March 28, 2014
Heated discussions arise anytime drug testing is brought up, and with good reason. Drug testing walks a fine line between what advocates would have you believe is effective drug abuse prevention and safety enforcement, and opponents know is often a violation of civil liberties. But if random drug tests in schools and workplaces are controversial, the recommendations made public recently are downright jaw-dropping.
Robert Dupont, a former U.S. National Institute on Drug Abuse Director and “present day drug testing consultant and profiteer”, recently penned a white paper along with input from various actors in the drug testing industry and under the American Society of Addiction Medicine (ASAM). In it, he recommends random drug testing become commonplace, not only for the safety of everyone, but to line his own pockets.
“This White Paper encourages wider and ‘smarter’ use of drug testing within the practice of medicine and, beyond that, broadly within American society. Smarter drug testing means increased use of random testing rather than the more common scheduled testing, and it means testing not only urine but also other matrices such as blood, oral fluid (saliva), hair, nails, sweat and breath.”
The ASAM paper calls on doctors ‘offices to begin random testing geriatric patients. After all, they reason, older Americans could be targeted by drug dealers using them to gain powerful prescriptions and keeping them hooked.
“Drug testing (in clinical settings) needs to become as common in medical practice as clinical diagnostic testing is in the management of hypertension and diabetes,” writes DuPont.
It also calls on parents to facilitate random testing in the home, because nothing builds a trusting parent-child relationship like blood draws and urine screenings…
Less shocking, but questionable nonetheless, the paper calls on increased workplace and school testing, and a greater use of drug testing at traffic stops.
Aside from the obvious conflict of interest in ASAM’s recommendations—DuPont and those who signed off on the paper benefit greatly from the use of drug tests—the use, validity, and effects of random drug testing are questionable at best.
Why Drug Testing is Unnecessary
Drug tests are not always reliable. Tests for marijuana, for example, may register the presence of THC or its metabolite carboxy-THC for months after a joint is smoked or cannabis edible is eaten—long after the psychoactive effects have dissipated. On the other extreme, some drugs are water soluble and can be completely undetectable in the urine after only 24 hours.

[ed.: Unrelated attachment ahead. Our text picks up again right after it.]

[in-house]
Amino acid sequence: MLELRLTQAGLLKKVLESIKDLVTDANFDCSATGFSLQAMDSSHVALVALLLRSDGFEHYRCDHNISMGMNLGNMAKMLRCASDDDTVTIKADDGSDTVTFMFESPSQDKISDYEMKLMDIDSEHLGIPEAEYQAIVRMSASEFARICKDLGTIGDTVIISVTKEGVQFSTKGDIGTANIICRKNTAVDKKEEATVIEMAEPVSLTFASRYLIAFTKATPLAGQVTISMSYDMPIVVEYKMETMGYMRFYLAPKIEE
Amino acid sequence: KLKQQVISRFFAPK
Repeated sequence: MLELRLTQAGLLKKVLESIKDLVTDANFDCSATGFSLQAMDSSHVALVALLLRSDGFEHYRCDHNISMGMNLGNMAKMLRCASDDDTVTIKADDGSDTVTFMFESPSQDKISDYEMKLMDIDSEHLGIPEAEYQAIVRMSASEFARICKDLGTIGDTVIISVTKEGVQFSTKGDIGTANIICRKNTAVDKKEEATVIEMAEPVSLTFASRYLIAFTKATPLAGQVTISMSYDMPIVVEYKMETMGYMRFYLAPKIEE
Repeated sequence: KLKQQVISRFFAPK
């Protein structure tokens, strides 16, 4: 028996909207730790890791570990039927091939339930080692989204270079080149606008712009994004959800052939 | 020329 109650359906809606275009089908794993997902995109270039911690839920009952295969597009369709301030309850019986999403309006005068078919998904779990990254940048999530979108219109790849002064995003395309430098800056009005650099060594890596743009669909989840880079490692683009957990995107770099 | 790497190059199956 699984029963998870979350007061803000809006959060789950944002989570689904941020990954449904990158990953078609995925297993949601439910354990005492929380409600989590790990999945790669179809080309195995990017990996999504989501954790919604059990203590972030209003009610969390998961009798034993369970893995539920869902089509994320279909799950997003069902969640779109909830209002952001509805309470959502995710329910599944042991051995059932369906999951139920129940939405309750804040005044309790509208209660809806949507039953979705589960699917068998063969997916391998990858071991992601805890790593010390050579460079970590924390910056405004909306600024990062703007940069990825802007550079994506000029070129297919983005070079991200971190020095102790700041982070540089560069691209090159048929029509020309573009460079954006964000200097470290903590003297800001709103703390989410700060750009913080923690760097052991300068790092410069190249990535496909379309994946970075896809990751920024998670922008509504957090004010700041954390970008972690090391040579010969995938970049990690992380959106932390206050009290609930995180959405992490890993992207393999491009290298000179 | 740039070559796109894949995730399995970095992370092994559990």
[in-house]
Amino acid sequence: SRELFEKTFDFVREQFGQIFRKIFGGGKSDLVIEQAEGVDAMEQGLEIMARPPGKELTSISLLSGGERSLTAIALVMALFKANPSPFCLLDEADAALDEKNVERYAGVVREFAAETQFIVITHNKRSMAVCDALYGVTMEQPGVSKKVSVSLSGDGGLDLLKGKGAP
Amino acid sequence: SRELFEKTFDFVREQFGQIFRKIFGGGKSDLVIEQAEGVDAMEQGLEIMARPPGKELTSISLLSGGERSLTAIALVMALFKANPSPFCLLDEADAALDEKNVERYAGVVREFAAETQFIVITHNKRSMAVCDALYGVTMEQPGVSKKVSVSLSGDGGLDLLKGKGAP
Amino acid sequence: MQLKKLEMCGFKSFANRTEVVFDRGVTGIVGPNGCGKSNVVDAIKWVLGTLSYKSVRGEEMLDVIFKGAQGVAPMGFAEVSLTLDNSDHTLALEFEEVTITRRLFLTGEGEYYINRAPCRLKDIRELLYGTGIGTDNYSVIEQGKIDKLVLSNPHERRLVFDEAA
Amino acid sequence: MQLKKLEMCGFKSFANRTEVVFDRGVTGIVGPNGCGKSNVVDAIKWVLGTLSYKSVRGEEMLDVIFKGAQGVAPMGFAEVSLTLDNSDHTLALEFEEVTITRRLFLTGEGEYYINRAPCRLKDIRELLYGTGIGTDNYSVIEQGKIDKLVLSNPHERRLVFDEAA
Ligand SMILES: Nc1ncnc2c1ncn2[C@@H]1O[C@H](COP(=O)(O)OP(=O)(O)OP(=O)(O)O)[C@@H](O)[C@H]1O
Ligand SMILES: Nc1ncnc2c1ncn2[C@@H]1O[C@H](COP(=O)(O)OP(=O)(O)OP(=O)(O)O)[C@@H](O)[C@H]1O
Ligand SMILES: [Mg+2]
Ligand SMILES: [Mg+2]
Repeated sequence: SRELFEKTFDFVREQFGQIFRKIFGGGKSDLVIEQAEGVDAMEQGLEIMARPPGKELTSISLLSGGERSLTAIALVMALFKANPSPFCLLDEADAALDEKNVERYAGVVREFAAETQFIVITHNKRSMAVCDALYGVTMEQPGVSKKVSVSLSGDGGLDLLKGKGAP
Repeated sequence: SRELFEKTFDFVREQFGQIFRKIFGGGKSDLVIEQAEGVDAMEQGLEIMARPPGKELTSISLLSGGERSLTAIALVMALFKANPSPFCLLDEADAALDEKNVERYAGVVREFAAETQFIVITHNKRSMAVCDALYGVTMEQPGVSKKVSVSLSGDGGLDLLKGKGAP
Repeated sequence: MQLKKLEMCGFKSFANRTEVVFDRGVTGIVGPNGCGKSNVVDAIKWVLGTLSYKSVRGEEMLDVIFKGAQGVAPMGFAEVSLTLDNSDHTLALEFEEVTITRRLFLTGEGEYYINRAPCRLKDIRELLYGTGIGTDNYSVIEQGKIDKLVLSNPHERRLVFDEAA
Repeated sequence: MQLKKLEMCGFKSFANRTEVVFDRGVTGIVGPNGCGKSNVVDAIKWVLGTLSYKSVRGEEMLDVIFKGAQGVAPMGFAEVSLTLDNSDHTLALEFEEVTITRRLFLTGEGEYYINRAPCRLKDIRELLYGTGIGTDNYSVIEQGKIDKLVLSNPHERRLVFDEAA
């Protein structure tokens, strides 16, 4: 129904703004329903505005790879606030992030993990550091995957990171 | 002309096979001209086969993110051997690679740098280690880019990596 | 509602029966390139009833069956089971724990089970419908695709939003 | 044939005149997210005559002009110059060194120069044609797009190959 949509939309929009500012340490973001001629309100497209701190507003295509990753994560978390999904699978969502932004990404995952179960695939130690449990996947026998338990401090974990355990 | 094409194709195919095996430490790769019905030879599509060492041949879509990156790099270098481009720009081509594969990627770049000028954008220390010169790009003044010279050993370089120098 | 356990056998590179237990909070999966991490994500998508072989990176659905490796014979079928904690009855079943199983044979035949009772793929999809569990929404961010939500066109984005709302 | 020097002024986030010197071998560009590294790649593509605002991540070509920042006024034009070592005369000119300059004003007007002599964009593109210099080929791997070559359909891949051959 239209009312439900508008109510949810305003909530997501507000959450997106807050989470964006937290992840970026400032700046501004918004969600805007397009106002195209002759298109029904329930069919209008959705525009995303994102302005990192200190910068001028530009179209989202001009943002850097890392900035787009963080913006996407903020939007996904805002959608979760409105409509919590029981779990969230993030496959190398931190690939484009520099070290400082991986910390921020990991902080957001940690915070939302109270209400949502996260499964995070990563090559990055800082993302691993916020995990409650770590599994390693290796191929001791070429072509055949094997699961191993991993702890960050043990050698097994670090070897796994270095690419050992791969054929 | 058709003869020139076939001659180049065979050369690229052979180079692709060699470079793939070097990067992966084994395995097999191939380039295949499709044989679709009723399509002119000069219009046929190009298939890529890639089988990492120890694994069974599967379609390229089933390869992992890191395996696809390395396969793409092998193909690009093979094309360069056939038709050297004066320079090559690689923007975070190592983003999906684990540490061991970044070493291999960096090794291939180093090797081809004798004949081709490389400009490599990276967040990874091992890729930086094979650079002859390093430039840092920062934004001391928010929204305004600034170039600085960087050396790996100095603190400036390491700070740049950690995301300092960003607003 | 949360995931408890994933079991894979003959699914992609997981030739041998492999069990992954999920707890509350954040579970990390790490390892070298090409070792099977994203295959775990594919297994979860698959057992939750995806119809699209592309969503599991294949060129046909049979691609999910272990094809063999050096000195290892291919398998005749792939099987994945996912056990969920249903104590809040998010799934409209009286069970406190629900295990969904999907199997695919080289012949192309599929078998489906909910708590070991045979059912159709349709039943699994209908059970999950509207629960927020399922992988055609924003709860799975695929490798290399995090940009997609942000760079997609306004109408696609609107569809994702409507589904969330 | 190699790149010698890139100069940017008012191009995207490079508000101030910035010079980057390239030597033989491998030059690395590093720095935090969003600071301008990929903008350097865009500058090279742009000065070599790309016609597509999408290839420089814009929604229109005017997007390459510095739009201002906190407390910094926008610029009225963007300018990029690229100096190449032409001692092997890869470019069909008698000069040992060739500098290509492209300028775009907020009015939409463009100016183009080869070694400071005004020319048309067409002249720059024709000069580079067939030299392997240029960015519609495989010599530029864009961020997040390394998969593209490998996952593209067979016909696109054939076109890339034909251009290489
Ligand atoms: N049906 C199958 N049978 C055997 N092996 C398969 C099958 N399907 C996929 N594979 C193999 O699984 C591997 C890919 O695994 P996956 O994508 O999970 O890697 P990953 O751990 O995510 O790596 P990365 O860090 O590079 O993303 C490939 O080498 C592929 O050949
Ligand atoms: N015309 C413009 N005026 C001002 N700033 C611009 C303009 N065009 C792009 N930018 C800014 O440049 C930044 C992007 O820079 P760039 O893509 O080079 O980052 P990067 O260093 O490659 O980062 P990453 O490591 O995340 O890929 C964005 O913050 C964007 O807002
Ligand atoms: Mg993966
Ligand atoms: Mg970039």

Even when the technology is sound and testing methods are reliable, human error and false positives are a problem. A 2012 report from the National Workrights Institute revealed errors aren’t only possible but actually allowed in certified drug testing labs. Federal regulations, the report said, “allow labs to make mistakes on ten percent of blind samples used in the certification process.”
If the ASAM recommendations were based in actual facts and objective research, they would have come to the conclusion that random drug testing rarely has any large-scale positive outcome. A study released in the January issue of the Journal of Studies on Alcohol and Drugs revealed random drug testing programs in high schools did nothing to reduce the use of alcohol and drugs among students.
“Consistent with previous research, results of the current study show that perceived SDT (student drug testing) is not associated with a reduction in initiation or escalation of substance use in the general student population. The current research reinforces previous conclusions that SDT is a relatively ineffective drug-prevention policy.”
And all of this doesn’t even begin to address the privacy concerns of random drug tests. At what point is it okay for the government or corporations to infringe upon our rights and force us into drug tests? With alcohol detection, the effort to curb drunk driving has led to the near-acceptance of mandatory testing, where a refusal will garner a warrant and a forced blood draw, with nothing but the suspicion of an officer serving as probable cause.
Will doctor’s offices one day be able to test your blood for drugs when they test it for cholesterol or other general screenings? Will you be able to refuse them?
If the drug testing industry gets their way, drug tests may be required not only for food stamp recipients, students, employees, and drivers, but for everyone. The ASAM makes no bones about their goal. “(Our) principal goal in drug testing is for today’s impressive drug testing technology to be far more widely used.”
This post originally appeared at Natural Society
This article was posted: Friday, March 28, 2014 at 6:24 am